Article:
Berlusconi has frequently blamed “communist magistrates”, particularly those in Milan, for trying to eliminate him from the political scene since he made the leap from business to government in 1994.
In June, he was sentenced to seven years in jail for abusing his office and paying for sex with the Moroccan-born nightclub dancer Karima El Mahroug, alias “Ruby the Heartstealer” when she was underage. He is appealing this sentence.
He denied the latest charges of tax fraud, saying that in the period concerned – 2002-2003 – he was Prime Minister and far removed from the day-to-day running of his Mediaset business empire. His lawyers also argued that the sums claimed – about €7m (£6m) were too small to interest a billionaire such as Berlusconi.
The former prime minister was originally sentenced to four years in prison. But under measure to cut prison overcrowding, this will be cut to one year. In addition, jail sentences are usually commuted to house arrest or community service for people over the age of 70.
Gad Lerner, a leading left-wing writer and journalist, said the verdict marked the beginning of the end of the Berlusconi era. “That time has to come for him as it does for everyone else,” he said.
But Alessandro Sallusti, editor of the Berlusconi family newspaper Il Giornale, said of Berlusconi, who is known in Italy as il Cavaliere – the Knight, “he will never retreat. He never has and he never will. They’ve written him of so many times, but he’s always come back stronger.”
Charge sheet: No stranger to the legal system
Nov 1994 Under investigation for allegedly bribing Italian tax authorities as head of his media and retailing empire.
1997 Convicted of false bookkeeping during 1987 acquisition of a film distribution company and given 16-month suspended sentence, but acquitted on appeal.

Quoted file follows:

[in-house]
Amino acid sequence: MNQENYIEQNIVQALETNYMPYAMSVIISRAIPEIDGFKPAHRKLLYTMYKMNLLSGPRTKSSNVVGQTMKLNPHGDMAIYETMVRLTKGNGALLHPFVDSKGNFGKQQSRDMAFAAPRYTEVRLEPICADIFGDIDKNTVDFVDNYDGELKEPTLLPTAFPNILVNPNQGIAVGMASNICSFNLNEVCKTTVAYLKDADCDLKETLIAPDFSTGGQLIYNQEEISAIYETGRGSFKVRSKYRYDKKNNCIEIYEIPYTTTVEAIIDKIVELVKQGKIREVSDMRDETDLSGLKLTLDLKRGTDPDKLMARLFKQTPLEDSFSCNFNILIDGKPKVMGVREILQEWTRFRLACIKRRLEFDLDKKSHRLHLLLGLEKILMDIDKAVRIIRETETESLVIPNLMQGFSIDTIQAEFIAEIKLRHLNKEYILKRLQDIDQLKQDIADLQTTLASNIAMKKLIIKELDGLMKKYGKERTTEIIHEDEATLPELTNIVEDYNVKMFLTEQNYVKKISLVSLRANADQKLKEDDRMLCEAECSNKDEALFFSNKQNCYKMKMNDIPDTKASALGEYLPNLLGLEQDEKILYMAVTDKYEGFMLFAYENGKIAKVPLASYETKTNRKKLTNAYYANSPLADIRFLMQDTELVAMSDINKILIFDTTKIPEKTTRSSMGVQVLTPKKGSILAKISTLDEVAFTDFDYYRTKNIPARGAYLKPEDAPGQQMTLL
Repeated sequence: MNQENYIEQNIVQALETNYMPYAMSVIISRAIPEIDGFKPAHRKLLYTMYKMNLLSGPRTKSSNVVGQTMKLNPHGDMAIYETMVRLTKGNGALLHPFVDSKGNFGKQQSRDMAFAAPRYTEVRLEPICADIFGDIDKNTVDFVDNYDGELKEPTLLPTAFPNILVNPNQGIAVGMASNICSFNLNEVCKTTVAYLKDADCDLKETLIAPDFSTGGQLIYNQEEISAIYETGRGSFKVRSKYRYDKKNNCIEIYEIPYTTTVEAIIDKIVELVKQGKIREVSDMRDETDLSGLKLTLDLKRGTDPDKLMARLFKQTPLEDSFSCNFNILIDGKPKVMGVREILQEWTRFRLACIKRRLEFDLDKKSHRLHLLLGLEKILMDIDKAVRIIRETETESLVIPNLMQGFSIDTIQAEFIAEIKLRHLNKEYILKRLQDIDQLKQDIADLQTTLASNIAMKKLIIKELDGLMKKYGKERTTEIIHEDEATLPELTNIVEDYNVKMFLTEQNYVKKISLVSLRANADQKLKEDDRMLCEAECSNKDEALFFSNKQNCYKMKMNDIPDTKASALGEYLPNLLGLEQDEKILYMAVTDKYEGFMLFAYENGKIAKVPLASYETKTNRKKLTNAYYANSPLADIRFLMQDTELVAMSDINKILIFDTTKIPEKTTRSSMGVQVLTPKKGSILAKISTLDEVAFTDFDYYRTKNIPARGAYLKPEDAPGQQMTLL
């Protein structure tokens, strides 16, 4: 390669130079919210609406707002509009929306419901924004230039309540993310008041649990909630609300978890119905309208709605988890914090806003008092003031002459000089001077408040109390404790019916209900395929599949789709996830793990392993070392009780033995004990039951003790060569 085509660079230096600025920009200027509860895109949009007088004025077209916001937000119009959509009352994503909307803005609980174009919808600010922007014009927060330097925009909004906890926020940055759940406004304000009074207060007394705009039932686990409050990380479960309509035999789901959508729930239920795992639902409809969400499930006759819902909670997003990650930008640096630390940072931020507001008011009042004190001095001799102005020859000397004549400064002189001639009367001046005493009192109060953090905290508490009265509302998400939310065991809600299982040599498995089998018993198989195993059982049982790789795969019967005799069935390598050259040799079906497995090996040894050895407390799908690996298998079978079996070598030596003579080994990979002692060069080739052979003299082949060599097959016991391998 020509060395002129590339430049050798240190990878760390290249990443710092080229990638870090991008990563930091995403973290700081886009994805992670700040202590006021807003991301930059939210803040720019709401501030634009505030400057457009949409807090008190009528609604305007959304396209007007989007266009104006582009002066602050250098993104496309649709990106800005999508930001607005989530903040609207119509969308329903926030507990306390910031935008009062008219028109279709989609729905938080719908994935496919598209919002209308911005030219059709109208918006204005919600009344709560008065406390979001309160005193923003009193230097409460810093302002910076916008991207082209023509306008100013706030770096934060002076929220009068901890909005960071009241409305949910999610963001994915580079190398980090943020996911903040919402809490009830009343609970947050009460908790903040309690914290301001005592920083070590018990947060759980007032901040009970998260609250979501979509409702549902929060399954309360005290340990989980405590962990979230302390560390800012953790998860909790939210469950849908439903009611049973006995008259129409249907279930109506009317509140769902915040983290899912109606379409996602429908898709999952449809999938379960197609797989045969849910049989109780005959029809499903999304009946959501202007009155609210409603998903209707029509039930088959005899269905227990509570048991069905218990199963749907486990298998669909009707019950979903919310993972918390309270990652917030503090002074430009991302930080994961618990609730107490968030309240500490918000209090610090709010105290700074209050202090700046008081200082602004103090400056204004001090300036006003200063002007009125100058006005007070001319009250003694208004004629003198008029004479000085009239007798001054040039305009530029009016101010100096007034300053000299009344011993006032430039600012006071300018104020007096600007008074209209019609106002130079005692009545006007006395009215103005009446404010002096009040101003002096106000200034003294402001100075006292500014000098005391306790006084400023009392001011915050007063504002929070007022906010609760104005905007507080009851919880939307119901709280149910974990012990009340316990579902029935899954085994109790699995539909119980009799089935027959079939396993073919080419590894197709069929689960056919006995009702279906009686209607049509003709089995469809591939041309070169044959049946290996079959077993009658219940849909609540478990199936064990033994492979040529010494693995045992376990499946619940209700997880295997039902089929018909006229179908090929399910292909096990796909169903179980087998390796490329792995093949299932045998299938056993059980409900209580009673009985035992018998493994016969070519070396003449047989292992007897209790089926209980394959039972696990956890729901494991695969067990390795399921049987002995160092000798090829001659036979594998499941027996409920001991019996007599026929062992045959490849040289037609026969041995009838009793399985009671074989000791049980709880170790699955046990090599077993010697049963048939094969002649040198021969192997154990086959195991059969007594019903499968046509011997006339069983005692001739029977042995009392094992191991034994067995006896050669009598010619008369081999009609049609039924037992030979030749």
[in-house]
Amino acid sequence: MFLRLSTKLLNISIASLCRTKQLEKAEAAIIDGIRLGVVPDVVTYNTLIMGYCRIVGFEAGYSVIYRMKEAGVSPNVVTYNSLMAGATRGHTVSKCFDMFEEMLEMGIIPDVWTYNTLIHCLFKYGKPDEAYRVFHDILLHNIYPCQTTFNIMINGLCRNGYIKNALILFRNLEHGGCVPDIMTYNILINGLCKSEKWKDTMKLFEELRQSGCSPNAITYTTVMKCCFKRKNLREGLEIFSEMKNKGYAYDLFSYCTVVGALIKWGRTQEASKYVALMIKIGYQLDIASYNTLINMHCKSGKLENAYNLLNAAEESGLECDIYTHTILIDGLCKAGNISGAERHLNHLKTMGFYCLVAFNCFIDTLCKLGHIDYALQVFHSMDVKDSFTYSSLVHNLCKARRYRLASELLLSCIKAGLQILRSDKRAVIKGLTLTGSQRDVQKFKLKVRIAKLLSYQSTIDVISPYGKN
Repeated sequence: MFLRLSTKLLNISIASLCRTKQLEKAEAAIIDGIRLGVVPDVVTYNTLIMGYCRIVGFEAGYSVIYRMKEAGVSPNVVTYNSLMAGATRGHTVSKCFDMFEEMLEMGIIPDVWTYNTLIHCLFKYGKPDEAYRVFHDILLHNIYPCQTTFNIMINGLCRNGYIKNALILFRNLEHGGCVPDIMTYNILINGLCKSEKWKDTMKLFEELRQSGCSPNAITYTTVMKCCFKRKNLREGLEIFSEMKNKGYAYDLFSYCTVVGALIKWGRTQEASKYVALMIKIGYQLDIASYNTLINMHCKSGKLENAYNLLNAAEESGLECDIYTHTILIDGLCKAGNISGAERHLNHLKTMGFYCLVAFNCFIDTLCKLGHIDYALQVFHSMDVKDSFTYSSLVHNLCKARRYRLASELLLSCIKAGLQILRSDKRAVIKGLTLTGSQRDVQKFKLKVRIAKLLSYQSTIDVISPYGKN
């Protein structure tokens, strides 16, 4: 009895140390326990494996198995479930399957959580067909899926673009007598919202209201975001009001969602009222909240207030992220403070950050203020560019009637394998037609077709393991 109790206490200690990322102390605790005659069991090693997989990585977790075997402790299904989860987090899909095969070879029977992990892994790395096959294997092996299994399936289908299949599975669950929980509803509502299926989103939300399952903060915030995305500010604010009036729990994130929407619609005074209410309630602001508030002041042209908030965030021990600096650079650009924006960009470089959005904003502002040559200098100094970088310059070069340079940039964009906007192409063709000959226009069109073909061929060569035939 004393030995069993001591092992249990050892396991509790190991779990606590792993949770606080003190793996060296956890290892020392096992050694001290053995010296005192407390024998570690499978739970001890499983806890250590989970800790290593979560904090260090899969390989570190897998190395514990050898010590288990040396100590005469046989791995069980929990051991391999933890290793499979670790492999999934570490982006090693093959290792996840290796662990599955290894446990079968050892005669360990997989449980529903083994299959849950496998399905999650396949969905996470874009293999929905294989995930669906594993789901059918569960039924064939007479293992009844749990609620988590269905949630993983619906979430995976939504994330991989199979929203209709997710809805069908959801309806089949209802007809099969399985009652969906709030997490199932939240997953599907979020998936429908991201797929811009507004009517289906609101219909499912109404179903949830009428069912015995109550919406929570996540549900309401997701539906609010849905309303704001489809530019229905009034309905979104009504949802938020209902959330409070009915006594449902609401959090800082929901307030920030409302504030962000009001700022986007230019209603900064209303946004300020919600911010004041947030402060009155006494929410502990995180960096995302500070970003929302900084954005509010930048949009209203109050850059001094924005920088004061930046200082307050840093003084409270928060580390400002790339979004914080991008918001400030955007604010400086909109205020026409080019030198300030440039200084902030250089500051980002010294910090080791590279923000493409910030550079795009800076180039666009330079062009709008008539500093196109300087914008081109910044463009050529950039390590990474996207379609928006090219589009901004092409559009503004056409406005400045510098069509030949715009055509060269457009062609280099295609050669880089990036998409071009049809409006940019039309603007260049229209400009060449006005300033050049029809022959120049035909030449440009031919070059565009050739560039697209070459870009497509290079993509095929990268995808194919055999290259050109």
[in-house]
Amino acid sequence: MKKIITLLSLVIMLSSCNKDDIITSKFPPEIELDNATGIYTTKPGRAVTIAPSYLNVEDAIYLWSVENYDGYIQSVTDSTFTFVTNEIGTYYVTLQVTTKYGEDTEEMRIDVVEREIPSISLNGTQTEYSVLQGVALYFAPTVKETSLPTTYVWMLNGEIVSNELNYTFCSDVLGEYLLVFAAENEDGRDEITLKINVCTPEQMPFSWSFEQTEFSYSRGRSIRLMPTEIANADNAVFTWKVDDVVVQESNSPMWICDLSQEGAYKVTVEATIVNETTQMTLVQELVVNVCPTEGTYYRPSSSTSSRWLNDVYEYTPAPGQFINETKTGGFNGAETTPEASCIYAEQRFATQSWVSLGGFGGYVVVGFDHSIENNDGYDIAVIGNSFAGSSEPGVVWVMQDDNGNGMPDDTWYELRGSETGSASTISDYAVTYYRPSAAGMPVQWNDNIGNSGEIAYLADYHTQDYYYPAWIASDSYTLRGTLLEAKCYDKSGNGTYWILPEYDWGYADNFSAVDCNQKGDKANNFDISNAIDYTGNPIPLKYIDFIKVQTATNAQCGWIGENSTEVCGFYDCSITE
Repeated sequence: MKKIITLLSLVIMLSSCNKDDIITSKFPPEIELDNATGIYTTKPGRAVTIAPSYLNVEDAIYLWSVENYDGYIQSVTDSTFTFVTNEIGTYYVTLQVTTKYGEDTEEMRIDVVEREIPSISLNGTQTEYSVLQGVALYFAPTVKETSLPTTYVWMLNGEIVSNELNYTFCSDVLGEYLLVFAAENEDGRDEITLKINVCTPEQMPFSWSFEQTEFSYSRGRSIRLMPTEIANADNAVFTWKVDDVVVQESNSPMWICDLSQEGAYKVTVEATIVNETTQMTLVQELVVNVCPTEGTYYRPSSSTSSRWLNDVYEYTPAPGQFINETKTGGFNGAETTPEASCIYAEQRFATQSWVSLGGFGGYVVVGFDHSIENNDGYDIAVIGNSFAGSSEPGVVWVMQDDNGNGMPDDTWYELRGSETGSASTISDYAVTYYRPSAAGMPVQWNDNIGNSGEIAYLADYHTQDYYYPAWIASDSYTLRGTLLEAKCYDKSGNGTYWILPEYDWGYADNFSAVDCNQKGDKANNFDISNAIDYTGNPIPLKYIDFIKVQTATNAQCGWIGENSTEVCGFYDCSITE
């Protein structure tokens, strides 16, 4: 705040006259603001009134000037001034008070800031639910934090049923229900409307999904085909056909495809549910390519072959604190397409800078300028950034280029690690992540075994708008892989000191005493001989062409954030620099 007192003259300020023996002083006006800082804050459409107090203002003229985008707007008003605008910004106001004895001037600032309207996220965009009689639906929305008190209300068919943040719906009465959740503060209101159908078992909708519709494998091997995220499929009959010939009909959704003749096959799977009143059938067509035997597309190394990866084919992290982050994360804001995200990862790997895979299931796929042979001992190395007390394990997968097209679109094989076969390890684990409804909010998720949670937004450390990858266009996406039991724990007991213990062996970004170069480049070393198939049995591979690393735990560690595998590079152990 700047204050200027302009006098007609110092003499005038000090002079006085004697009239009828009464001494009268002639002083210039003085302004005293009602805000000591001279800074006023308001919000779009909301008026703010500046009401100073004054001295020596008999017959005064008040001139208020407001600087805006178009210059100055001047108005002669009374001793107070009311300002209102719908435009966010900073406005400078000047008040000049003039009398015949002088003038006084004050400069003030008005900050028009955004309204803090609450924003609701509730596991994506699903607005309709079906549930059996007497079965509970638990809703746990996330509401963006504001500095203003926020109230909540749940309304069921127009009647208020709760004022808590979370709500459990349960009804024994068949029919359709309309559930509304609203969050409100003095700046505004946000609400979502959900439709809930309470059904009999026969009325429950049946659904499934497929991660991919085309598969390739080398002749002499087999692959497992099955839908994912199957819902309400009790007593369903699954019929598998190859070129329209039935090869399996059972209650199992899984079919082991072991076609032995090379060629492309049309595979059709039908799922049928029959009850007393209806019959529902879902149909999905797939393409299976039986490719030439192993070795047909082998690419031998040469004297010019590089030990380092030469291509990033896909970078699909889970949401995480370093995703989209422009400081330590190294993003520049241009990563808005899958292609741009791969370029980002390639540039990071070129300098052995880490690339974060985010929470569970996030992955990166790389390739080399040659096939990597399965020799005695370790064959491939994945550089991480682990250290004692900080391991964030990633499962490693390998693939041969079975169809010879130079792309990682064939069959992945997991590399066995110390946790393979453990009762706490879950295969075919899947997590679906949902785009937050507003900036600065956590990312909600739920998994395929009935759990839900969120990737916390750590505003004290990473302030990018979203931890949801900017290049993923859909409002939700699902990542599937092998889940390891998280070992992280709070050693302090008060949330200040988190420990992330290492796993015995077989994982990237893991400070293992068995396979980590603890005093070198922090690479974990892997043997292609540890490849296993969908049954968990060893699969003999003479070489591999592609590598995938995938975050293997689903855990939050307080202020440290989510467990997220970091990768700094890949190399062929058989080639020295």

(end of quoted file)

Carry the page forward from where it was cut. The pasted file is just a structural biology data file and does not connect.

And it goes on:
2004 Acquitted on one count while statute of limitations expires on another in case of allegedly bribing judges to sway sale of state food conglomerate SME in the 1980s.
2007 Judge throws out tax fraud and embezzlement charges in case involving purchase of TV rights of US. movies by Mediaset, rules statute of limitations expires in a case involving British lawyer David Mills.
August 2012 Strenuously denies newspaper allegations from model Sabina Began that she was pregnant by him before losing her baby. The model was known as ‘Queen Bee’ for her alleged role in Berlusconi’s Bunga Bunga parties.
October 2012 Sentenced to four years in prison by an Italian court for tax evasion. He is banned from holding public office for three years. Appeals lodged.
Nov 2012 Ordered to pay around £2.5m a month to second wife Veronica Lario in divorce settlement. Berlusconi later reveals he will marry Francesca Pascale, nearly 50 years his junior. The model, 27, had been elected in a provincial council in 2009 as a member of his political party.
June 2013 Protests innocence but is convicted of paying for underage prostitutes after being accused of having sex with Karima El Mahroug when she was 17.
July 2013 Nicole Minetti is sentenced to five years for grooming prostitutes for the Bunga Bunga parties. Milanese Court hears she recruited more than 30 women.